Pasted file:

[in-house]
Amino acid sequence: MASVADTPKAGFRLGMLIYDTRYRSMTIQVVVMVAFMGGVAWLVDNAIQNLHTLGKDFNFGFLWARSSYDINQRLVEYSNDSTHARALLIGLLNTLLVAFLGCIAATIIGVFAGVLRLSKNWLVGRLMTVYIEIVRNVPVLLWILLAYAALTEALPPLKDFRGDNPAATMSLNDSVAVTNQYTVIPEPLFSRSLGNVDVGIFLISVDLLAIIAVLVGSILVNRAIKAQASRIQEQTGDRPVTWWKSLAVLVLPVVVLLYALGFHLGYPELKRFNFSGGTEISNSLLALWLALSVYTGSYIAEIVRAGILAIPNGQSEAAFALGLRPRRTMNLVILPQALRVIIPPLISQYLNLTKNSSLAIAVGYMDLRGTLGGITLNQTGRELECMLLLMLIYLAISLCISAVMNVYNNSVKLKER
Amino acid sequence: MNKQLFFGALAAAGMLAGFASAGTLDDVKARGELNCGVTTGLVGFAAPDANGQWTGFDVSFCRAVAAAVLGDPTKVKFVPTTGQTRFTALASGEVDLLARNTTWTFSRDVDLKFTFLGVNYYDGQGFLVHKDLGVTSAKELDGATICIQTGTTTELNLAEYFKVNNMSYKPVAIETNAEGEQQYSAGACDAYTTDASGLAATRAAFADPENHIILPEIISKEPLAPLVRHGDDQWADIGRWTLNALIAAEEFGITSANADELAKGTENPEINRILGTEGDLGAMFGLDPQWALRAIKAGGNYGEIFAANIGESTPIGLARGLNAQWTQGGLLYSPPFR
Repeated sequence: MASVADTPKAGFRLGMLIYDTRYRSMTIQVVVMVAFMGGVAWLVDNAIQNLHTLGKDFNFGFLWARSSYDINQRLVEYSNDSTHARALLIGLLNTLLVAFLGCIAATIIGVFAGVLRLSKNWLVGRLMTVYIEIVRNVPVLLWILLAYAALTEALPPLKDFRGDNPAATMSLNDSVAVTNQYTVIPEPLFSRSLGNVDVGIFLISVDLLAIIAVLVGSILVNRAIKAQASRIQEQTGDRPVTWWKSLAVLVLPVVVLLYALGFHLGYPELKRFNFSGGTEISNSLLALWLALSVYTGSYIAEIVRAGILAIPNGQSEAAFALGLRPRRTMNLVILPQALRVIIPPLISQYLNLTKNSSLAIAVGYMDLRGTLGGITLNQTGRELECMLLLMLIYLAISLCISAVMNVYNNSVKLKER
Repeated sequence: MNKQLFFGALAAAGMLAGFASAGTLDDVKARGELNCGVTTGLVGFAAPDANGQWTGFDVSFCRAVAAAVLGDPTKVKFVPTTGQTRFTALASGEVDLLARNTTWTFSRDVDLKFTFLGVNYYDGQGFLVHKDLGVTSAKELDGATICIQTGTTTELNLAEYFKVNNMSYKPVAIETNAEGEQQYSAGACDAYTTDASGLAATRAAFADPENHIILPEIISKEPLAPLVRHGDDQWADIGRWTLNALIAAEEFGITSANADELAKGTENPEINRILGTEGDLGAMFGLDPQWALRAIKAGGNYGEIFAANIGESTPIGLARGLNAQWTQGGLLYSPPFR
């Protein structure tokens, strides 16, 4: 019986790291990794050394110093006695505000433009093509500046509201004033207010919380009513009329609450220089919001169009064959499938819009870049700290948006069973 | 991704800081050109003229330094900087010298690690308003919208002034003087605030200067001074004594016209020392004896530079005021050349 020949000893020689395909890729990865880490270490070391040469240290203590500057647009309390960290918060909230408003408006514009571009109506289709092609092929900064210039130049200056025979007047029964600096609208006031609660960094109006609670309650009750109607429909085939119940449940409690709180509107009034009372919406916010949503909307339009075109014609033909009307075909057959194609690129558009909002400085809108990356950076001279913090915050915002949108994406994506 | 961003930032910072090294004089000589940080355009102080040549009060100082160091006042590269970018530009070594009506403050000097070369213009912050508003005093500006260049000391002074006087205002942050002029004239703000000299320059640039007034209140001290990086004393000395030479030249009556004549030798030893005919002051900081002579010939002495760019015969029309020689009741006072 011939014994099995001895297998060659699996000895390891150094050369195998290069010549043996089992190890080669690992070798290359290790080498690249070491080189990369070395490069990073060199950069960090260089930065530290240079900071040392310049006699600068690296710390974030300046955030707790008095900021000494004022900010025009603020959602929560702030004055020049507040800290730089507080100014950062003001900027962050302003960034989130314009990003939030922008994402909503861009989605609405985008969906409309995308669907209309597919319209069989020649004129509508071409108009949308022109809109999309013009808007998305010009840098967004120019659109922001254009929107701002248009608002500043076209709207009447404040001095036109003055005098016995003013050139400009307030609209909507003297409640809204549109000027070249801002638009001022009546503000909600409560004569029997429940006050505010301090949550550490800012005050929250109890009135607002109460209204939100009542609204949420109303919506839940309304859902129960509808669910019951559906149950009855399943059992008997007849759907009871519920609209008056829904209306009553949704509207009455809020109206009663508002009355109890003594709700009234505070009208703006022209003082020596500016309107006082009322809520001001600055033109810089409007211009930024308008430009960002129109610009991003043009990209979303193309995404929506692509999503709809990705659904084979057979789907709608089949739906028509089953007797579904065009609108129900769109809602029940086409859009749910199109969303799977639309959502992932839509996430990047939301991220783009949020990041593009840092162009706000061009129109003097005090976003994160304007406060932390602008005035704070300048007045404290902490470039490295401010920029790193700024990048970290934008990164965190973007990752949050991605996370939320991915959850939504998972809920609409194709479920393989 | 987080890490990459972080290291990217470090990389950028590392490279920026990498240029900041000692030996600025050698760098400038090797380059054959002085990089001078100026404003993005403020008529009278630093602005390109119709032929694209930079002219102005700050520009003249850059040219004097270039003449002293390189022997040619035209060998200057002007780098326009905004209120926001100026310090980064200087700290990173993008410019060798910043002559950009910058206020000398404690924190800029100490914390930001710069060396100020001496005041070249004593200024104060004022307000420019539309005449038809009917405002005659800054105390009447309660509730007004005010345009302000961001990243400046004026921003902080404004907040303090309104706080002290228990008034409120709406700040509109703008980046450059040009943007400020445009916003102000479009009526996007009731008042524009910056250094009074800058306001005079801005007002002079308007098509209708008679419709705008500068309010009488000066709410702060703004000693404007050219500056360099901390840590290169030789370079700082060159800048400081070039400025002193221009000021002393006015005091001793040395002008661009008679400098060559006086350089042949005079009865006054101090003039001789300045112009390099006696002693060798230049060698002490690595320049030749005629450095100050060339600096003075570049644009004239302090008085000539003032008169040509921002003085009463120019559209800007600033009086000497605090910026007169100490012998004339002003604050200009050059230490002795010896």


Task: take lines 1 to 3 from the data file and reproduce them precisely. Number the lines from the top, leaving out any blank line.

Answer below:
[in-house]
Amino acid sequence: MASVADTPKAGFRLGMLIYDTRYRSMTIQVVVMVAFMGGVAWLVDNAIQNLHTLGKDFNFGFLWARSSYDINQRLVEYSNDSTHARALLIGLLNTLLVAFLGCIAATIIGVFAGVLRLSKNWLVGRLMTVYIEIVRNVPVLLWILLAYAALTEALPPLKDFRGDNPAATMSLNDSVAVTNQYTVIPEPLFSRSLGNVDVGIFLISVDLLAIIAVLVGSILVNRAIKAQASRIQEQTGDRPVTWWKSLAVLVLPVVVLLYALGFHLGYPELKRFNFSGGTEISNSLLALWLALSVYTGSYIAEIVRAGILAIPNGQSEAAFALGLRPRRTMNLVILPQALRVIIPPLISQYLNLTKNSSLAIAVGYMDLRGTLGGITLNQTGRELECMLLLMLIYLAISLCISAVMNVYNNSVKLKER
Amino acid sequence: MNKQLFFGALAAAGMLAGFASAGTLDDVKARGELNCGVTTGLVGFAAPDANGQWTGFDVSFCRAVAAAVLGDPTKVKFVPTTGQTRFTALASGEVDLLARNTTWTFSRDVDLKFTFLGVNYYDGQGFLVHKDLGVTSAKELDGATICIQTGTTTELNLAEYFKVNNMSYKPVAIETNAEGEQQYSAGACDAYTTDASGLAATRAAFADPENHIILPEIISKEPLAPLVRHGDDQWADIGRWTLNALIAAEEFGITSANADELAKGTENPEINRILGTEGDLGAMFGLDPQWALRAIKAGGNYGEIFAANIGESTPIGLARGLNAQWTQGGLLYSPPFR